Pond sludge and increased pH cause early mortality syndrome/acute hepatopancreatic necrosis disease (EMS/AHPND) in cultured white shrimp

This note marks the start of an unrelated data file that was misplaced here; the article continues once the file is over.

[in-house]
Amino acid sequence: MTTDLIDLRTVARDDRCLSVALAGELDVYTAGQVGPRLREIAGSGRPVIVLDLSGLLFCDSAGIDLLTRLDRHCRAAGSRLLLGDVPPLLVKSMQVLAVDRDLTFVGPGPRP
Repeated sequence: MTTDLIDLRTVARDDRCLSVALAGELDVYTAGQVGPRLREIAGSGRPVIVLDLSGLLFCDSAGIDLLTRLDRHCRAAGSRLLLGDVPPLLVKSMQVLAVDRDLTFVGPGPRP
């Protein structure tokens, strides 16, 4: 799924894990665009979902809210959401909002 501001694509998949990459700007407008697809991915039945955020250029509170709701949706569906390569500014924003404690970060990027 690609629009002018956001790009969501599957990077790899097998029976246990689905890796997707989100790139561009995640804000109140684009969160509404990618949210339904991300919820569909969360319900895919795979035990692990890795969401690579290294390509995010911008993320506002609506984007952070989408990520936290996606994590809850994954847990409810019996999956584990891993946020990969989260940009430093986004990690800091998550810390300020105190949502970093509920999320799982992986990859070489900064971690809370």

AbstractMicrocosm experiments simulating the occurrence of early mortality syndrome/acute hepatopancreatic necrosis disease (EMS/AHPND) in white shrimp production ponds were performed in 30-L aquariums. Healthy white shrimp, Litopenaeus vannamei, were reared in aquariums containing EMS/AHPND-free hatchery or pond water. Raw pond sludge, collected from shrimp ponds where EMS/AHPND had occurred, was added to some test aquariums, while others were treated with sterilized pond sludge. In some aquariums, water pH was increased from 7.5 to 8.8. Microcosms with stable pH (around 7.5) and/or autoclaved sludge served as controls. The combination of raw sludge and increased pH induced EMS/AHPND and killed white shrimp, whereas raw sludge/stable pH and autoclaved sludge/increased pH combinations did not affect healthy shrimp. Thus, EMS/AHPND outbreaks are due not only to the causative agent but also to environmental stresses such as pH fluctuation. These findings contribute to improved management in shrimp production farms.